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BEST UNIVERSITIES IN EUROPE AS OF 2020

BEST UNIVERSITIES IN EUROPE AS OF 2020

 

European universities take just over 40 per cent of the places in the list of the best universities in the world.

The Times Higher Education World University Rankings 2020 ranks almost 1,400 universities around the world. Just over 500 of them are universities in Europe.

 

A UK university – the University of Oxford – takes the top spot in our Europe table (and in the overall rankings), while 100 other UK universities appear in the league table. Germany is the next most-represented European country, with 48 institutions, many of them within the top 100.

 

Of the universities in mainland Europe, a Swiss institution – ETH Zurich – Swiss Federal Institute of Technology Zurich – achieves the highest rank, making it into the top five in Europe and at joint number 13 in THE World University Rankings 2020.

The top 10 European universities include UK, Swiss and German institutions, but UK universities take most of the top spots.

 

Institutions were assessed on their teaching environment, research environment, citations (research influence), industry income and international outlook.

Elsewhere in Europe, Scandinavian countries perform well, with Sweden and Finland punching above their weight relative to their population size, with 12 and nine institutions respectively in the ranking. Sweden’s top university – the Karolinska Institute – is in the top 50 of the World University Rankings 2020, while Finland’s University of Helsinki makes the top 100. The Netherlands also performs very strongly.

 

In the Europe table, other strong performers relative to their population size include Denmark (seven universities – led by the University of Copenhagen) and the Republic of Ireland (nine universities in total).

Overall, more than 30 European countries are represented in the Europe 2020 ranking, including Spain, Russia, Greece and Belarus.

 

Top 5 universities in Europe

 

  1. University of Oxford

There is no specific date to mark the founding of the University of Oxford, but it is thought that it was established sometime in the 13th century. Since then, it has become one of the most prestigious universities in the world. However, women were not admitted to the university until 1878, and it wasn’t until 1920 that women were awarded degrees. The last of the all-male colleges began to accept women in 1974.

The university has the largest library system in the UK with more than 11 million volumes. There are also a number of museums and galleries including the Ashmolean, which is the oldest museum in the UK and the oldest university museum in the world. It holds significant collections and works from artists such as Michelangelo, Turner and Picasso.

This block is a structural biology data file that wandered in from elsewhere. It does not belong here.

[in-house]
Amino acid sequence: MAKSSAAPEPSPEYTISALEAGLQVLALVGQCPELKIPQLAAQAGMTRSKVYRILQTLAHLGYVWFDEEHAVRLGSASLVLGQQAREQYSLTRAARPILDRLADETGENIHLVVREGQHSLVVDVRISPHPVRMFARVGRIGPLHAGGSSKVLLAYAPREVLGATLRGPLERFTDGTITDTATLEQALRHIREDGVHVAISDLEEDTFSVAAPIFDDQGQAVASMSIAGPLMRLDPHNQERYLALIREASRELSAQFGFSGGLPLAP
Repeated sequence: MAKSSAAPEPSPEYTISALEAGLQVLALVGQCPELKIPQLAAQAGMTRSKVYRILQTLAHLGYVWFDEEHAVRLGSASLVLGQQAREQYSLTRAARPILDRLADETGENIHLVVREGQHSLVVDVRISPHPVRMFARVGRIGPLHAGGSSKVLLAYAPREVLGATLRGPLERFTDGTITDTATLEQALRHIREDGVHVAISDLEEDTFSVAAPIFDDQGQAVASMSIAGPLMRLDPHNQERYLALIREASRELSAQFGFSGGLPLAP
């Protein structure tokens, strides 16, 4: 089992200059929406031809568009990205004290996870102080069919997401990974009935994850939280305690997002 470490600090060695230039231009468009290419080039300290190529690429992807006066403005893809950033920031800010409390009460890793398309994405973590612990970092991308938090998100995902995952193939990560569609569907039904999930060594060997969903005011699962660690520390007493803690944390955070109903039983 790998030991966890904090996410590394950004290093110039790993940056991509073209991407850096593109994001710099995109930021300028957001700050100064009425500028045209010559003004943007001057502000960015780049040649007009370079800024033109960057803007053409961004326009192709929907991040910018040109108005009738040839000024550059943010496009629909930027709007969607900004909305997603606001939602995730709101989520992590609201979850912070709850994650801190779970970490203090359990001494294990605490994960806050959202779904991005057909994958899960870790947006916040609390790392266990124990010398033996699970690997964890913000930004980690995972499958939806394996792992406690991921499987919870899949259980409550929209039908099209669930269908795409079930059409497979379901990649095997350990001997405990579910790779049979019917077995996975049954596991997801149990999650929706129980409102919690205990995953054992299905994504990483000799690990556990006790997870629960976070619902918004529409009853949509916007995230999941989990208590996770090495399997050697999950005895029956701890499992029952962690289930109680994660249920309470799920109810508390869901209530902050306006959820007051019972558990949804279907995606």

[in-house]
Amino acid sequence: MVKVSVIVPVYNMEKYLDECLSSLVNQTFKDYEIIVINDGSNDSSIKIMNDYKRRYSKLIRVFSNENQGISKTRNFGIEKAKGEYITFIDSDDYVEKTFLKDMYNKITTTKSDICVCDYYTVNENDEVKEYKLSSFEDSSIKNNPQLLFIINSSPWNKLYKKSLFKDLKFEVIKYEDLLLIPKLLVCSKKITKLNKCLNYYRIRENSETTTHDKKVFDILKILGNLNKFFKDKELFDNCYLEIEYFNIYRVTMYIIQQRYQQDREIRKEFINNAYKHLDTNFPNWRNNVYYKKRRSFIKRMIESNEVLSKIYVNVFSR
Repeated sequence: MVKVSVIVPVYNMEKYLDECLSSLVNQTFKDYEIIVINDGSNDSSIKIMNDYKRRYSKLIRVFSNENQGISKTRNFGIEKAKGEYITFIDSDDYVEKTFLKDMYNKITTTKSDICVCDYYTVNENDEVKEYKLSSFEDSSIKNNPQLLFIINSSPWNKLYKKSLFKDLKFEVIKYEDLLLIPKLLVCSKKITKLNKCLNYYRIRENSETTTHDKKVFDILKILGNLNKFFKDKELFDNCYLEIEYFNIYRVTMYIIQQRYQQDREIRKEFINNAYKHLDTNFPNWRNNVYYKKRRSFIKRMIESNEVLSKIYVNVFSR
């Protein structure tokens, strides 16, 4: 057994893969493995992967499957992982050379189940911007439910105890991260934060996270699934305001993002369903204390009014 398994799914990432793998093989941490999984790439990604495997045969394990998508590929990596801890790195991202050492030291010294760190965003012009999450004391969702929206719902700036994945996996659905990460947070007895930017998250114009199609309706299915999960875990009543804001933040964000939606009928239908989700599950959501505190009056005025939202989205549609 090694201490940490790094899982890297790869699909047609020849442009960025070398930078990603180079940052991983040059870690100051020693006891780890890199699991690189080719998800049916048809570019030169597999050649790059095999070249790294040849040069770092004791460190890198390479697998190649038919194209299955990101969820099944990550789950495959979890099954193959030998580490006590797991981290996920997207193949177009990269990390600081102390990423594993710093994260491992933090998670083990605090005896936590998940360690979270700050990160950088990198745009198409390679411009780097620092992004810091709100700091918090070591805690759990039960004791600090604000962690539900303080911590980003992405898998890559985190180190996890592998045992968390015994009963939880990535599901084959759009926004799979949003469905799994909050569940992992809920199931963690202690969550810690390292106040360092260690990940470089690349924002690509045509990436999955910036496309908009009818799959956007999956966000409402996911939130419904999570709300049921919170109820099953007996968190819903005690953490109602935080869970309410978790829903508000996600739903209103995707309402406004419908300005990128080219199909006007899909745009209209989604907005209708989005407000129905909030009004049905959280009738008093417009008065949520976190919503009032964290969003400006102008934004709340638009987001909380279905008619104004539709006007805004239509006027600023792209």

1. University of Cambridge

The University of Cambridge is a public research university in the UK, established in the 13th century.

The university, like many other well-established institutions, has many traditions. Until 1909, a metre-long wooden spoon was presented to the student with the lowest passing honours grade in the final examinations of the mathematical tripos (one of the courses available at the university). The spoon is now on display in St John’s College.

 

  1. Imperial College London

Imperial College London is the only university in the UK to focus entirely on science, engineering, medicine and business.

The university has aimed to strengthen its ties with the rest of Europe by investing more than €15 million (£13 million) in new grants for researchers in all four faculties, launching a European Partners Fund to help develop new collaborations with European colleagues and working with the EU Commissioner for Research, Science and Innovation to discuss ways of strengthening European research ties.

The university attracts students from more than 125 countries every year and is considered one of the most international universities in the world.

 

  1. ETH Zurich – Swiss Federal Institute of Technology Zurich

ETH Zurich is a science, technology, engineering and mathematics university. The institute has produced more than 20 Nobel prizewinners, including Albert Einstein.

About 35 per cent of the institution’s students are from abroad and the university has established an International Knowledge Base to forge research and teaching relationships across the world.

 

  1. UCL

UCL was the first university to be established in London and the first in the UK to be entirely secular and to admit students regardless of their religious beliefs.

It has been a member of the League of European Research Universities since January 2006 and is currently one of five British members (the others are the universities of Cambridge, Edinburgh, Oxford and Imperial College London ).

 

The university has its main campus in central London, with a number of facilities across the city and a satellite campus in Doha, Qatar.

 

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